The Super Premium round that followed once again stirred opinions on value. “We should be focusing on good quality products, rather than calling the same style of product different names,” said Fjeldsrud. “There are brands that won’t put premium on the bottle, but will keep making great Tequila unless they get bought up. Then you have brands run by businessmen who buy in the juice, put it in an expensive bottle, and charge £50 for it. Tequila might have super premium on the label, but that doesn’t have anything to do with quality.”

A disordered flight, nevertheless some gems were uncovered – particularly Gold medal winner Olmeca Altos Reposado Tequila, a “peppery, spicy, citrusy” offering, along with three Silver medalists.

Marino said: “Reposado is one of most difficult categories to nail. Whether it’s missing the woodiness, or has too much barrel influence, it can be hard to get right.”

It seems when it is right, it’s excellent, as the next flight, Ultra Premium Reposado, revealed. The first and only Master medal of the day Sierra Tequila Milenario Reposado ticked all judges’ boxes, deemed “a fantastic example” of a reposado in its price category.

Marino said: “There’s a bit of everything on the palate and it has fresher notes than reposados in previous flights. They nailed it!”
Spirits lifted, it was time to sample two flights of añejo Tequila, beginning with the Premium expressions. Just one offering – Hornitos Black Barrel – stood up to the test, attracting a Gold medal for its complex flavour notes of “toasty caramel”, “wood” and “banana”. Sherry said: “It’s great to know that there are excellent, more accessibly priced añejo expressions available, and consumers should be encouraged that top bang-for-buck Tequilas are out there.”

The second flight welcomed a selection of Super Premium Añejos that impressed judges, each Tequila offering full-bodied character and championing the agave notes superbly.

Sherry noted: “Each expression was distinct with a lot of character, but all three were enjoyable. It will be interesting to see how the category plays with different barrel types. Will it go a similar way to the whisky industry?”

Here “fresh, floral” Herradura Tequila Añejo was honoured with a Gold medal, while El Mayor Tequila Añejo and Sierra Tequila Antiguo each won Silver.

Judges

Judges, from left to right: Jon Anders Fjeldsrud, Paola Bridge-Collins, Kristiane Sherry, Raffaele Marino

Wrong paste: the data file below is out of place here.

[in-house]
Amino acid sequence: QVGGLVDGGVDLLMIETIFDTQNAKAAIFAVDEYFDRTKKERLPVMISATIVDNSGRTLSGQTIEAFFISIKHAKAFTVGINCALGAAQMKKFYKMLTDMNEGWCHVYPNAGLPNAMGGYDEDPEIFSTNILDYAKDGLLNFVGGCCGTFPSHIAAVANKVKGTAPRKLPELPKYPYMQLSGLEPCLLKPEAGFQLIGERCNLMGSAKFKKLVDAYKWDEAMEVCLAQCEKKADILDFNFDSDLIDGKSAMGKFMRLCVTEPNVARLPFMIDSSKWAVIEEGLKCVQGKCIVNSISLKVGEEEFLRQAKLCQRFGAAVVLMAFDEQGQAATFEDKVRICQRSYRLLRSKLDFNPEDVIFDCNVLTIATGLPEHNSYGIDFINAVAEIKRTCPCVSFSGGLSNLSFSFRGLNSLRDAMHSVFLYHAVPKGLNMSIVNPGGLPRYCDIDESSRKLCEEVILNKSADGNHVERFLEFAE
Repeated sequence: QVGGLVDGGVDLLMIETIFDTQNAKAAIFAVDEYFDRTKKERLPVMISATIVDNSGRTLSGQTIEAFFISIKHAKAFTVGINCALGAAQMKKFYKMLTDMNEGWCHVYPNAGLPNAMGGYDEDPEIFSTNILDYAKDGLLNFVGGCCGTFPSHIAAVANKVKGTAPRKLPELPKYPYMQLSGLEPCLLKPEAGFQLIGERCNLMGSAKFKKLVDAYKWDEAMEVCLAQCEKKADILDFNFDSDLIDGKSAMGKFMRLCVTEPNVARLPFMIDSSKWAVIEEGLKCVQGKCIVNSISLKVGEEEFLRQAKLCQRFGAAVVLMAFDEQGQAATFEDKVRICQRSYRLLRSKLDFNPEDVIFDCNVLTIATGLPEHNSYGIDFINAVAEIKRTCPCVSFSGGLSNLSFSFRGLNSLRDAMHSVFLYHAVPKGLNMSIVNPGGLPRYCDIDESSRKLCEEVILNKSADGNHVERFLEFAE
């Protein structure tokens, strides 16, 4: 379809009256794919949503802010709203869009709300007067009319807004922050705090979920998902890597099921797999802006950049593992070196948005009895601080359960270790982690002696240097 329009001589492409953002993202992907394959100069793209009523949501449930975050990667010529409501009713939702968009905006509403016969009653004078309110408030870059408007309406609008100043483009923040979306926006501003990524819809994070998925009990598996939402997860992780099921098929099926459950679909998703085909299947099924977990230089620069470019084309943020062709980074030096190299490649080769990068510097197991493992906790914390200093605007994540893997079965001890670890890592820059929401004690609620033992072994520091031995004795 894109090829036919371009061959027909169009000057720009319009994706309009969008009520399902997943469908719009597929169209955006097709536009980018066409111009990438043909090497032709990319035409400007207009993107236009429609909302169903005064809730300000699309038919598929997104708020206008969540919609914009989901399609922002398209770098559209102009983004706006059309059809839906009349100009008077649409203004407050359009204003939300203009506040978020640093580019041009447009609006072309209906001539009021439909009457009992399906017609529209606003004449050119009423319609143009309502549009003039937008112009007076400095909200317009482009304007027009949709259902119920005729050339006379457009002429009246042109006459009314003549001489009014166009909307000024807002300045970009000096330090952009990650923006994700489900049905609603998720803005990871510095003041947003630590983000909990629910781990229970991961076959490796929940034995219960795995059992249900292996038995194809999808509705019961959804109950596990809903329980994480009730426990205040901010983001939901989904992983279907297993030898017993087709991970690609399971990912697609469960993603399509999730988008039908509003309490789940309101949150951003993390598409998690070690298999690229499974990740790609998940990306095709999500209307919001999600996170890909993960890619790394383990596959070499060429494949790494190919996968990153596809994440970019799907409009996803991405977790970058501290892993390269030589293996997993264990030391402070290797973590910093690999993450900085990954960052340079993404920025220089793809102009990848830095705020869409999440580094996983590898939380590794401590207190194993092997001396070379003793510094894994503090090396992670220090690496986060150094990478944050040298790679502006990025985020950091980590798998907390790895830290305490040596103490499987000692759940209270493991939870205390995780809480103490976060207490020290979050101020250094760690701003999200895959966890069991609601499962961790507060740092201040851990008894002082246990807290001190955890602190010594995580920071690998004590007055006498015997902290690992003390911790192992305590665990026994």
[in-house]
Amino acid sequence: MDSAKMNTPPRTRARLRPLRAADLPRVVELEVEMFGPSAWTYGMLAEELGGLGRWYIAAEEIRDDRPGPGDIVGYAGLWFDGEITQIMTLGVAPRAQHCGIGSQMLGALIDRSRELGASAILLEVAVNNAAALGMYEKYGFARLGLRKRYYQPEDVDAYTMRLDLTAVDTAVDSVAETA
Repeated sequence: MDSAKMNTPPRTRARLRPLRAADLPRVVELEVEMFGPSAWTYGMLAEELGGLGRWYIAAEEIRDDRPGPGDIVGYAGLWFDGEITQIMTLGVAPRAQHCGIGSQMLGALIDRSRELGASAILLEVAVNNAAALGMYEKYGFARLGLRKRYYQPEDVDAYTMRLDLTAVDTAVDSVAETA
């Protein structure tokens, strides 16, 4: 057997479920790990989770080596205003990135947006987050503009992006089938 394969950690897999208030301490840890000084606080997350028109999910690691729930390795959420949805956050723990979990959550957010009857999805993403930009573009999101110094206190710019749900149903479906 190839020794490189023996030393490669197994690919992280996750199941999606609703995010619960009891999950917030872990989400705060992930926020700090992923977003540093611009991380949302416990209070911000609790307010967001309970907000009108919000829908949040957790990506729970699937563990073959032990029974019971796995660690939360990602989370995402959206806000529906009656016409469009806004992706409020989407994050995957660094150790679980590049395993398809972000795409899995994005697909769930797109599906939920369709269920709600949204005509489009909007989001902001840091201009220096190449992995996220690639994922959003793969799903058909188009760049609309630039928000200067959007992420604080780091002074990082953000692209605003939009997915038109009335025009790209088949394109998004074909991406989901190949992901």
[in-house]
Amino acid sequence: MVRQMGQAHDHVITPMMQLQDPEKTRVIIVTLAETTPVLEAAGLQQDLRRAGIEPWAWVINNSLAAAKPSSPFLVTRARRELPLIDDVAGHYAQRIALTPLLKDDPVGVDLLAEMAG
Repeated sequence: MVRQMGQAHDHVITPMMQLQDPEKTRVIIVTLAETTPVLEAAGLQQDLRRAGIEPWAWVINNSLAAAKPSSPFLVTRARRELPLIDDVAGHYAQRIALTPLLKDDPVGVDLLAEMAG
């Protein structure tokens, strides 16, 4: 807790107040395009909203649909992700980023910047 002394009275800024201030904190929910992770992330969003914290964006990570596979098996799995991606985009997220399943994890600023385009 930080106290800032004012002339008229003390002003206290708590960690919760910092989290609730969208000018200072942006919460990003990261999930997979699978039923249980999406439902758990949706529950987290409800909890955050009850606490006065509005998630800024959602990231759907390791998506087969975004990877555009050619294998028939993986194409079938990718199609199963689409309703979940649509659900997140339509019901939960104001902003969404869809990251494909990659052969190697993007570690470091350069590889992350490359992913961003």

A solitary flight of Ultra Premium Extra Añejo Tequila followed and it was the “chocolaty, creamy” notes of Sierra Tequila Milenario Extra Añejo that won the expression a Gold medal.

Fjeldsrud said: “One thing I’ve been very happy with is the lack of added sugar, except for in some of the blancos. Most of the time añejo and extra añejo are overly sweet, but none have been, and that’s good. Maybe the industry is changing.”

There was little time to ponder as our panel progressed to the next sub-category, Mixto, which – although successful amongst bartenders worldwide – has struggled to find favour with Tequila aficionados.

“Mixtos have a bad reputation because they’re often not made correctly,” said Fjeldsrud. “The category is something that importers and consumers haven’t looked at much, and we really should. The problem for a lot of people is that we think 100% agave Tequila is the best, and that’s not true. That just means it’s made from 100% agave. You could have something 100% agave made in a column still and strip all the flavour.“

Despite preconceptions, every mixto scored a Silver medal, which goes some way towards debunking the myth that mixtos are lacking in flavour or quality. Lokita Tequila Silver was deemed “fresh and fragrant” while Sierra Tequila Silver won praise for its “grassy, floral” palate. Sierra Tequila Reposado was “elegant and warm, with a long finish”, rounded off with “light, balanced” Lokita Tequila Gold.

Our final tasting of the day was a fanciful Flavoured flight. Sierra Spiced Tequila –  described by Morino as “one of the best chilli liqueurs that I’ve tasted” – won a Gold medal, while Sierra Gran Café Tequila secured Silver. He added: “It’s great that you have this product on the market. It’s niche, but they do sell.”

Speaking to The Spirits Business following the day’s judging, Jair Bolanos Mayorga, operations manager for Mestizo, explained why a renewed focus on quality is the next step for Tequila. “These days everyone can create good quality Tequila, so the quality has to be there. When 100% agave Tequila first became big, it was to improve brands, improve sales, and improve the market for the product. I think we should keep it this way and keep pushing it up.”

Click through to the following page for the complete list of medal winners from The Tequila Masters 2016.

2 Responses to “The Tequila Masters 2016 results”

  1. Linda Gauthier says:

    How do we get the 2016 Tequila Masters Competition Gold Medal that our Hornitos Black Barrel won?
    Thanks –LInda

Leave a Reply